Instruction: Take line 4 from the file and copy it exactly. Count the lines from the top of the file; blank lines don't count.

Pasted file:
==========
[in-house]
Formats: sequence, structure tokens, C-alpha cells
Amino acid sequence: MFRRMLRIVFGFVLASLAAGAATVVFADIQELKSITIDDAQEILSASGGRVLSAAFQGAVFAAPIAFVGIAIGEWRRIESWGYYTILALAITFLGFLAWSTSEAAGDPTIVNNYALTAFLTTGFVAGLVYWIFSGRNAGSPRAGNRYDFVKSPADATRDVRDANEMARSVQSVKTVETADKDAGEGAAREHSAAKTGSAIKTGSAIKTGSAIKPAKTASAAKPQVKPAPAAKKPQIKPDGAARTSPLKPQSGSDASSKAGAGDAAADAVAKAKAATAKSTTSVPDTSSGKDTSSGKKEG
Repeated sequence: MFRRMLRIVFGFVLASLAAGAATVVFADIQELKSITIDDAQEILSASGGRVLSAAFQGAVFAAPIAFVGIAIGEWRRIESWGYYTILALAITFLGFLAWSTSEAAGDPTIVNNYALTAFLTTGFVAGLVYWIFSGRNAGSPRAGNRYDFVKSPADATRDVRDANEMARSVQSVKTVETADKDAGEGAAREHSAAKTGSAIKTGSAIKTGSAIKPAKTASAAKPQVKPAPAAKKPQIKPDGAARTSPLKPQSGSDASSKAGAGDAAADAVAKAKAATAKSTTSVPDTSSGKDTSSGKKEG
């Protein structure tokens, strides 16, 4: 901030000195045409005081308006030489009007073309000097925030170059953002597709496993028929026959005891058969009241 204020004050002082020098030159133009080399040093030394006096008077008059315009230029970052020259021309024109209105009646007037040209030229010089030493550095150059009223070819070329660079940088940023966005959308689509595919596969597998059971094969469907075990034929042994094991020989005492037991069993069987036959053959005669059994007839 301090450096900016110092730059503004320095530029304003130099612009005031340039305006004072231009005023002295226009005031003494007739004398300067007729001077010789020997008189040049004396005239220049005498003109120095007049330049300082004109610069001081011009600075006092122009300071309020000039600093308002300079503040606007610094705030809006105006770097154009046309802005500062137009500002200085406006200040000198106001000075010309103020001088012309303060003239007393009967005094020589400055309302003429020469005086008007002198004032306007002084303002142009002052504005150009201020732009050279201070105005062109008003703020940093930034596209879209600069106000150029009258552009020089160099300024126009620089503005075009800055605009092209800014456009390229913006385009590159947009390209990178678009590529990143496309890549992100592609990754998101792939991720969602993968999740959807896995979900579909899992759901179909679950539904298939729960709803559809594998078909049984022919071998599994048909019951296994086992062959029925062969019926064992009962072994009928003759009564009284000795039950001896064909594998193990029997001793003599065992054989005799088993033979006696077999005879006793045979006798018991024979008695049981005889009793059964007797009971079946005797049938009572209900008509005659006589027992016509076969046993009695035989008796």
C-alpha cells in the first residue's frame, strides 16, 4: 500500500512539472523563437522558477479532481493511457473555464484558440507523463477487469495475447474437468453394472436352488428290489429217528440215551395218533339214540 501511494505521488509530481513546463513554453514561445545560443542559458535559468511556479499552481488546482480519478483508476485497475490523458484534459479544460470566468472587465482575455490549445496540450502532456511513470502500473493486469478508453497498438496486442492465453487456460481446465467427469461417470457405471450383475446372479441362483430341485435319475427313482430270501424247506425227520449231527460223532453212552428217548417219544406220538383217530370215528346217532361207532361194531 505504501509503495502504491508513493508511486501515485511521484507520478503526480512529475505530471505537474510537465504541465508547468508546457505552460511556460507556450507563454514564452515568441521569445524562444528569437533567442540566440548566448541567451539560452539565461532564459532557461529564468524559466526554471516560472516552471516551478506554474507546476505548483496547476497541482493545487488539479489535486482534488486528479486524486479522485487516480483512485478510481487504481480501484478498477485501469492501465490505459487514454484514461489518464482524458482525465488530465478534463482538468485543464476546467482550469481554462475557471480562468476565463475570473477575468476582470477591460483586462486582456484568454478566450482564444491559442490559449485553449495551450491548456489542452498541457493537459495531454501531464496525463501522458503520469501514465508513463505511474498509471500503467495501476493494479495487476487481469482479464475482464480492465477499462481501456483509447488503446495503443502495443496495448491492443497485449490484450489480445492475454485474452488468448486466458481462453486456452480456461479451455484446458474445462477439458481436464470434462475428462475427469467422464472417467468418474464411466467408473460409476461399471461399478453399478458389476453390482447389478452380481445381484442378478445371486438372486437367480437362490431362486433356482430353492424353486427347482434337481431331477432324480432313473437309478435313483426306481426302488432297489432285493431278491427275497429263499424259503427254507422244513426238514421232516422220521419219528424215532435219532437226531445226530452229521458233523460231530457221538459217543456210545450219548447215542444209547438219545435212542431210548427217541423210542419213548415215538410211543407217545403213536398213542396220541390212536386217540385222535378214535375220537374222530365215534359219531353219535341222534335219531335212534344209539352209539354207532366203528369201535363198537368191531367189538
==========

Repeated sequence: MFRRMLRIVFGFVLASLAAGAATVVFADIQELKSITIDDAQEILSASGGRVLSAAFQGAVFAAPIAFVGIAIGEWRRIESWGYYTILALAITFLGFLAWSTSEAAGDPTIVNNYALTAFLTTGFVAGLVYWIFSGRNAGSPRAGNRYDFVKSPADATRDVRDANEMARSVQSVKTVETADKDAGEGAAREHSAAKTGSAIKTGSAIKTGSAIKPAKTASAAKPQVKPAPAAKKPQIKPDGAARTSPLKPQSGSDASSKAGAGDAAADAVAKAKAATAKSTTSVPDTSSGKDTSSGKKEG